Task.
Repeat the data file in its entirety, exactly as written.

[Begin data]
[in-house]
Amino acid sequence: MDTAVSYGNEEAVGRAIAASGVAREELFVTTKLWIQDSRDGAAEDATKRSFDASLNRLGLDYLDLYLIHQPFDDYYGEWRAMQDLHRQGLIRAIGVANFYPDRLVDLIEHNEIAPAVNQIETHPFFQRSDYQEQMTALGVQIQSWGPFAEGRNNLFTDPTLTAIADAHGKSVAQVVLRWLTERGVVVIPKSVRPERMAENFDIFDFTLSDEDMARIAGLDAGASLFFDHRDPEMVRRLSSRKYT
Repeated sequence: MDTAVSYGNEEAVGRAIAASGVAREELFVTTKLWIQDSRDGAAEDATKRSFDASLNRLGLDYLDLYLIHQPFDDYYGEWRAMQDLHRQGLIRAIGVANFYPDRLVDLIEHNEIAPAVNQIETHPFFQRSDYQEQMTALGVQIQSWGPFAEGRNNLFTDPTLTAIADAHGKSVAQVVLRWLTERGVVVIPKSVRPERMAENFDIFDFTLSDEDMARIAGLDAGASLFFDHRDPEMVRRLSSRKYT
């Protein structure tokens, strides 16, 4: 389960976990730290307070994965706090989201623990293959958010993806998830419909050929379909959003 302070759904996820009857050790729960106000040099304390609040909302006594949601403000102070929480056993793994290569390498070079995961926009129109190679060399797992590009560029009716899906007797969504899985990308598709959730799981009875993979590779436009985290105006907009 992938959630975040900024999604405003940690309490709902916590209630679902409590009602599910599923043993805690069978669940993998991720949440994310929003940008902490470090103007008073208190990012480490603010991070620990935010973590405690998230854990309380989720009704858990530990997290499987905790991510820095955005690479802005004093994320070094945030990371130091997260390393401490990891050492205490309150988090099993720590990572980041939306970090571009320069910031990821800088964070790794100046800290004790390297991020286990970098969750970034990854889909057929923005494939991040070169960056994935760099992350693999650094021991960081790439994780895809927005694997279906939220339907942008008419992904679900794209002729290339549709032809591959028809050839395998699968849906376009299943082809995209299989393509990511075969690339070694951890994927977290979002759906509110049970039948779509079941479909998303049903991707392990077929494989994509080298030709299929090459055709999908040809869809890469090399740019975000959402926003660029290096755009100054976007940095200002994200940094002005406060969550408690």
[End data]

[in-house]
Amino acid sequence: MDTAVSYGNEEAVGRAIAASGVAREELFVTTKLWIQDSRDGAAEDATKRSFDASLNRLGLDYLDLYLIHQPFDDYYGEWRAMQDLHRQGLIRAIGVANFYPDRLVDLIEHNEIAPAVNQIETHPFFQRSDYQEQMTALGVQIQSWGPFAEGRNNLFTDPTLTAIADAHGKSVAQVVLRWLTERGVVVIPKSVRPERMAENFDIFDFTLSDEDMARIAGLDAGASLFFDHRDPEMVRRLSSRKYT
Repeated sequence: MDTAVSYGNEEAVGRAIAASGVAREELFVTTKLWIQDSRDGAAEDATKRSFDASLNRLGLDYLDLYLIHQPFDDYYGEWRAMQDLHRQGLIRAIGVANFYPDRLVDLIEHNEIAPAVNQIETHPFFQRSDYQEQMTALGVQIQSWGPFAEGRNNLFTDPTLTAIADAHGKSVAQVVLRWLTERGVVVIPKSVRPERMAENFDIFDFTLSDEDMARIAGLDAGASLFFDHRDPEMVRRLSSRKYT
């Protein structure tokens, strides 16, 4: 389960976990730290307070994965706090989201623990293959958010993806998830419909050929379909959003 302070759904996820009857050790729960106000040099304390609040909302006594949601403000102070929480056993793994290569390498070079995961926009129109190679060399797992590009560029009716899906007797969504899985990308598709959730799981009875993979590779436009985290105006907009 992938959630975040900024999604405003940690309490709902916590209630679902409590009602599910599923043993805690069978669940993998991720949440994310929003940008902490470090103007008073208190990012480490603010991070620990935010973590405690998230854990309380989720009704858990530990997290499987905790991510820095955005690479802005004093994320070094945030990371130091997260390393401490990891050492205490309150988090099993720590990572980041939306970090571009320069910031990821800088964070790794100046800290004790390297991020286990970098969750970034990854889909057929923005494939991040070169960056994935760099992350693999650094021991960081790439994780895809927005694997279906939220339907942008008419992904679900794209002729290339549709032809591959028809050839395998699968849906376009299943082809995209299989393509990511075969690339070694951890994927977290979002759906509110049970039948779509079941479909998303049903991707392990077929494989994509080298030709299929090459055709999908040809869809890469090399740019975000959402926003660029290096755009100054976007940095200002994200940094002005406060969550408690």